Let’s see some I-D. New federal rules are going to require country of origin labelingand will force some farmers to tighten up record-keeping for their herds. ISU Beef Center director John Lawrence says the reasoning behind “Country of Origin Labeling” is giving consumers the right to know where their food comes from. It’s seldom been an issue, and COOL labeling includes other things like fruits and vegetables, fish, and peanuts but since Iowa produces pork and beef, those are the things we’d be most concerned about. About 10-percent of our food is imported and beef produced in Australia and New Zealand is grass-fed and therefore leaner and good for grinding with our marbled corn-fed US beef to make premium 90- or 95-percent hamburger. Lawrence says there are still lots of questions about how Country of Origin Labeling will be put into affect. How we document it, for example, and know a retailer’s “Product of the US” label is accurate, as Lawrence says people disagree about what it takes. Lawrence says the Country of Origin proposal is still in a tentative stage and no final decision’s been reached on whether all foods must be labeled, or just those that were NOT entirely produced in the U-S. What’s important for producers is that it becomes mandatory in September 2004, so this spring’s calves will need documentation when they’re sold for meat and farmers need to think how they’ll handle that. Lawrence says the ear-tags farmers use already and records kept on cattle will be enough to verify their local origin, and hogs are generally kept in groups from birth to slaughterhouse so a “paper trail” is enough to confirm their identity.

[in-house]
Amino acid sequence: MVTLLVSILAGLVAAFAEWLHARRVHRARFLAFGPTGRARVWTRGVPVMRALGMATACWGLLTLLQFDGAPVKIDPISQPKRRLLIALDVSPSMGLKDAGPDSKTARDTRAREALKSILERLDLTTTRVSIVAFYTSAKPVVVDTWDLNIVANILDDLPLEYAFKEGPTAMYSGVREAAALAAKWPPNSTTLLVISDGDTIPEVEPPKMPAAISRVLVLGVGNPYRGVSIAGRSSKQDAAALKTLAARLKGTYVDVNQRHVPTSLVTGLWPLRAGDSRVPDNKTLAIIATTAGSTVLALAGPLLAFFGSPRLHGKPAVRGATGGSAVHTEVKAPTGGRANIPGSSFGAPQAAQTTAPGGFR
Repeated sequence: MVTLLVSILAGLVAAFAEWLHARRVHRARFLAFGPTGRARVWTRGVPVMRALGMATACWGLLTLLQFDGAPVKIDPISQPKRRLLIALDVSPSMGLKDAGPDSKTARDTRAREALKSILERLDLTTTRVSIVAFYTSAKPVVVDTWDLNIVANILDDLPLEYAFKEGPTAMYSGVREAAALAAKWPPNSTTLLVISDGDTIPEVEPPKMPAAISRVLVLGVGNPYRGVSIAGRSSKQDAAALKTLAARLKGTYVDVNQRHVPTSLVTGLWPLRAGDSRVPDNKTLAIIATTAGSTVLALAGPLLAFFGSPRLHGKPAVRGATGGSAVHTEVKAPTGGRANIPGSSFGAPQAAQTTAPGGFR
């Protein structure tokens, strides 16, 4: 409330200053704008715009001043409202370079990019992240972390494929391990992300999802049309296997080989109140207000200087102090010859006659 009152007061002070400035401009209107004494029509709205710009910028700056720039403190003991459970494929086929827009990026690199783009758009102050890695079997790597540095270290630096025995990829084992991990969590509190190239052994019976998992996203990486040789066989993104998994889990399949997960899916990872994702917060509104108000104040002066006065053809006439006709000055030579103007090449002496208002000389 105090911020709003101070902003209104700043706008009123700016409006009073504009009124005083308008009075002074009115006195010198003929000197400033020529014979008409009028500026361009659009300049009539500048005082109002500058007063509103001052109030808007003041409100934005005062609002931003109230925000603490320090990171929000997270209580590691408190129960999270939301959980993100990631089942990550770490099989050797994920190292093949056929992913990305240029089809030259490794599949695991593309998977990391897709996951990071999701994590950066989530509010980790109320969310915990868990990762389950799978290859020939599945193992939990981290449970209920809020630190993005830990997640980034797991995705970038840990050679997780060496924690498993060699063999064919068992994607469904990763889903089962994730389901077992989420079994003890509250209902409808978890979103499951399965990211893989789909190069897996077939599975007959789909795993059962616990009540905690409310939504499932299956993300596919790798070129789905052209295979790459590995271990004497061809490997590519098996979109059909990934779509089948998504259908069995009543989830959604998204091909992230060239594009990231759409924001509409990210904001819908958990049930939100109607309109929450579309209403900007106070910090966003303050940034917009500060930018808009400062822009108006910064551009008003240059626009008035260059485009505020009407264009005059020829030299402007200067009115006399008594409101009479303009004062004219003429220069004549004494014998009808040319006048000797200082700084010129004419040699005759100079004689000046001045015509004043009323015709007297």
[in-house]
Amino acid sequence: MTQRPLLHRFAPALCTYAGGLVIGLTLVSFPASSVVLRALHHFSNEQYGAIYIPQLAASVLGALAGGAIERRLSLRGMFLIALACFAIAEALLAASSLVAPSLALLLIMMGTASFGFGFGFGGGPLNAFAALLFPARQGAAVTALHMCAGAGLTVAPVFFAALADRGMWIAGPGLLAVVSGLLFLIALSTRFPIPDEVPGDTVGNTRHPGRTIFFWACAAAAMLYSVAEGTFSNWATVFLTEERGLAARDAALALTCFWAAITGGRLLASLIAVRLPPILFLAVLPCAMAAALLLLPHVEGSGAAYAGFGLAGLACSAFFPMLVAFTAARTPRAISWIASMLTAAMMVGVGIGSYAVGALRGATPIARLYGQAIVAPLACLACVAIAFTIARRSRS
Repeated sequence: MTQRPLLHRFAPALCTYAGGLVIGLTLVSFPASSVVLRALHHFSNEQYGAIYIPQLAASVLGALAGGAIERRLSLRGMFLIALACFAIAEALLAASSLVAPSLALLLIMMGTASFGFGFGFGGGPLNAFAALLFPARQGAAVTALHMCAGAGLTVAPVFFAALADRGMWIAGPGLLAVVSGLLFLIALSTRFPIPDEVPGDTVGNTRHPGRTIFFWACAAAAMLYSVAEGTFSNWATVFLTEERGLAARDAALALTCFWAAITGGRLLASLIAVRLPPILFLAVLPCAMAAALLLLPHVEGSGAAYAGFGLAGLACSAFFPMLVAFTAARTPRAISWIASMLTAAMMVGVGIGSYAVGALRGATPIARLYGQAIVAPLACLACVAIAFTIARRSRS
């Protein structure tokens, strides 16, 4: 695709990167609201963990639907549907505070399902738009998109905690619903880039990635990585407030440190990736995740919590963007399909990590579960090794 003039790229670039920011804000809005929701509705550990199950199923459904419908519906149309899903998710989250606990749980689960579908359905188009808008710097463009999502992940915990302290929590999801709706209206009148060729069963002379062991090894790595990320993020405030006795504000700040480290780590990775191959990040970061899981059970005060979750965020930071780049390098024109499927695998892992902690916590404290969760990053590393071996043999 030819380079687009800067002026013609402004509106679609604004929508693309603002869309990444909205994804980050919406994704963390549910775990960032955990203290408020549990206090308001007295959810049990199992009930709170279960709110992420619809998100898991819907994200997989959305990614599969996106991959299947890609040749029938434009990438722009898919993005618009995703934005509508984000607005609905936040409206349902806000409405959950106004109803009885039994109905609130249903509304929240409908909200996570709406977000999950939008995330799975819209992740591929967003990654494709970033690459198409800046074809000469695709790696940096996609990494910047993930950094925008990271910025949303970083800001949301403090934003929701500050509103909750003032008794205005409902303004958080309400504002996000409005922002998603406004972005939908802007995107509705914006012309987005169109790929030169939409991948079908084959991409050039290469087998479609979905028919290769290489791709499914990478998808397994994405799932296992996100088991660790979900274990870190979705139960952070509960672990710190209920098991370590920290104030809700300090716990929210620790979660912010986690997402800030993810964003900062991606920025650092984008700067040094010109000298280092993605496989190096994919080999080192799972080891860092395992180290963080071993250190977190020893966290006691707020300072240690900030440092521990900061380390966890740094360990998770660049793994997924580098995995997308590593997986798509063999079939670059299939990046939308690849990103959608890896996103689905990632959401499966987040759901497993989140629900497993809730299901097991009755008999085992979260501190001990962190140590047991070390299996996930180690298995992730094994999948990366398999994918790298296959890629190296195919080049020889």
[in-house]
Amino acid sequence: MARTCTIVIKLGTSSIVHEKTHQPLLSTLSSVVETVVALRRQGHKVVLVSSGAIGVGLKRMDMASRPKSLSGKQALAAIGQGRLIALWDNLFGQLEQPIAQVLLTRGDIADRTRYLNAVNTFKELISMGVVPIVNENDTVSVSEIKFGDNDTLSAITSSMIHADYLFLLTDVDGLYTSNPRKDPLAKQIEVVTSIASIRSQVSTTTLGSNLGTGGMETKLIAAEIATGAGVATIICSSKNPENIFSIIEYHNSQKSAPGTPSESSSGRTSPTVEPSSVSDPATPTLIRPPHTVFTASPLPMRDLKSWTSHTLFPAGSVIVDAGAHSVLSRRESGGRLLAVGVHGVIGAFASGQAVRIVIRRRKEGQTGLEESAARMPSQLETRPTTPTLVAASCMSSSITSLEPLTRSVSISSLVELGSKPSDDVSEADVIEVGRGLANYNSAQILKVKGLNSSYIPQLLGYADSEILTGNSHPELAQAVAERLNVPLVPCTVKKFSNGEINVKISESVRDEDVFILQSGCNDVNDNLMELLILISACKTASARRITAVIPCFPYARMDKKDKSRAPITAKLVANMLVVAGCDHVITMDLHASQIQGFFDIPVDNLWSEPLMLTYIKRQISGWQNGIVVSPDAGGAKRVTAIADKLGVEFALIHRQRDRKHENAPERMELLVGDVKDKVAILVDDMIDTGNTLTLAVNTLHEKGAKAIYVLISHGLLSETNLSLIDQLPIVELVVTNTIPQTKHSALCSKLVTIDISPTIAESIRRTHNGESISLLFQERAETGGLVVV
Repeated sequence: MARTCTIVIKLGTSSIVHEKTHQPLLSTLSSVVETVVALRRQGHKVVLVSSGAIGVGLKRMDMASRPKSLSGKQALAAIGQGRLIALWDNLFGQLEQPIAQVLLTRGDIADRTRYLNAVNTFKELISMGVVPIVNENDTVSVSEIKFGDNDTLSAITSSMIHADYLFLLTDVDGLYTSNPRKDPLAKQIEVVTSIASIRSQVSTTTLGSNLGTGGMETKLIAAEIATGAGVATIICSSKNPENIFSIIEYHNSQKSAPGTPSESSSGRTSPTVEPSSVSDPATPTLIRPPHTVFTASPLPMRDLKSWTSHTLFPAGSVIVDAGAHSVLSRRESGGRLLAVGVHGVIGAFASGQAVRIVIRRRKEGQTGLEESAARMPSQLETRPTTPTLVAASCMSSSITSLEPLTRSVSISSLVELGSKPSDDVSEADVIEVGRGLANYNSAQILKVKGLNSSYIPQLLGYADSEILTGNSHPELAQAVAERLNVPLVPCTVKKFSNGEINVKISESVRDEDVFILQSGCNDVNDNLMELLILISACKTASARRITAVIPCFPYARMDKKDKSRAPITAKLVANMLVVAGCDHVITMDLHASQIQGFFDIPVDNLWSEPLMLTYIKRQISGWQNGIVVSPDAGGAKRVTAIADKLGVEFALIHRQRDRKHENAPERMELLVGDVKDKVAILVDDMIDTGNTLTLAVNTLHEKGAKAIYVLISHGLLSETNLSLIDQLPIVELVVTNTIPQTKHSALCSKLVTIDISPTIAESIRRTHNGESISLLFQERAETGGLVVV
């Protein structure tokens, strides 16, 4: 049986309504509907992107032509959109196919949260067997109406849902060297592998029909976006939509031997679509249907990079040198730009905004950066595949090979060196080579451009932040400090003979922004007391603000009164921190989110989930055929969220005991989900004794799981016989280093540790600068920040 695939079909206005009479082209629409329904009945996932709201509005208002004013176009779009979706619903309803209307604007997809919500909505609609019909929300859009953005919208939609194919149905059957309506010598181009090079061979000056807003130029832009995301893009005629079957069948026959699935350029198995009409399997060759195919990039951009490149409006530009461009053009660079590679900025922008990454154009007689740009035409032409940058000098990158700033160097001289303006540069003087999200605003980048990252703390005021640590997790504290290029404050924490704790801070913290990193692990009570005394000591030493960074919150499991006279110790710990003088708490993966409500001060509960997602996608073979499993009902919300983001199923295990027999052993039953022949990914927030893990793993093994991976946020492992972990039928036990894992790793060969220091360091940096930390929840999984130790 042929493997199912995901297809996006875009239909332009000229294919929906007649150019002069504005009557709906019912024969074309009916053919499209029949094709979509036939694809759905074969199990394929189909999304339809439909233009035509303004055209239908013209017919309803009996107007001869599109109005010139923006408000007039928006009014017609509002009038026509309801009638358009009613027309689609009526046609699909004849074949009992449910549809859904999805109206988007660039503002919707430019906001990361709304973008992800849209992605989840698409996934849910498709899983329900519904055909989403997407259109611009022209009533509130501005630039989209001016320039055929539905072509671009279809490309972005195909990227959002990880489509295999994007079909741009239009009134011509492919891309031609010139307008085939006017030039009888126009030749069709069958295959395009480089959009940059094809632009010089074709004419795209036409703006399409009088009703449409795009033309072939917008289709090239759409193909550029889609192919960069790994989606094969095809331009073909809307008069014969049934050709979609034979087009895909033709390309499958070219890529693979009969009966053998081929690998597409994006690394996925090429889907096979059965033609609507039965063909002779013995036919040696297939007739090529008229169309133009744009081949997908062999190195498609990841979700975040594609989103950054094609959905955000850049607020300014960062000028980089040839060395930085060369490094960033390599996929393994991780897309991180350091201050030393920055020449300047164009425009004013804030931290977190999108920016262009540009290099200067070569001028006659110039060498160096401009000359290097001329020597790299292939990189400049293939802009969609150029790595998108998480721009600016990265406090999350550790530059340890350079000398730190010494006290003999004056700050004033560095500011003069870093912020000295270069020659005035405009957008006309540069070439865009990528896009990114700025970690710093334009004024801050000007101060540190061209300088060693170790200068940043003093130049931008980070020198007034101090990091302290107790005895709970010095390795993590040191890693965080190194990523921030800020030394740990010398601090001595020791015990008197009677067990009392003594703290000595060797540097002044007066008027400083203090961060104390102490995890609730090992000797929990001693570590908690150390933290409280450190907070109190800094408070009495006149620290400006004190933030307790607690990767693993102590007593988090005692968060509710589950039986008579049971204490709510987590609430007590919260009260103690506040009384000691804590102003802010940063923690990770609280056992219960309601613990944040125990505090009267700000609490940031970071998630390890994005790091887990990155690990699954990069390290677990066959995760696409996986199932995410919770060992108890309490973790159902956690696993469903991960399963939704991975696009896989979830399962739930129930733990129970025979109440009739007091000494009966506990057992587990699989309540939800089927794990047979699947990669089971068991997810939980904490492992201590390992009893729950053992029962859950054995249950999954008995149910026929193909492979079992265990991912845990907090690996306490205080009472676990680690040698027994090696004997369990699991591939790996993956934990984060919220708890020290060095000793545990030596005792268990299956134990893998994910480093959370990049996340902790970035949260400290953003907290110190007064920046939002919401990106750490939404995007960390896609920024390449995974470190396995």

Archives for February 2003
A juvenile suspect has been identified but no charges have been filed in a weekend arson fire in western Iowa that wiped out more than three-dozen Porta-Johns. Terry Moores owns Moores’ Pumping and Portable Toilets in the Harrison County town of Woodbine.Moores says he lost 37 toilets, two trailers and a pickup truck in the fire. The plastic portable toilets had all been lined up in a cluster while they were in winter storage. He says a youngster apparently got into one of them Sunday and set a roll of toilet paper ablaze.Moores says the Iowa Fire Marshal’s Office is still investigating the incident. Since the Porta-Johns are virtually all plastic, it wouldn’t be expected they’d be a big target for an arsonist, but Moores says the rows of toilets went up in flames fairly fast.Moores says “you’ll never get it lit” if you go into a Porta-John and try to set it on fire with a lighter, but he says once the petroleum-based plastic is flaming, “it’s just gone.” Moores estimates the damage at 24-to-26-thousand dollars. He says the toilets were -not- insured and represented about one-third of his toilet inventory. He says he’ll simply buy more and “go back to work.”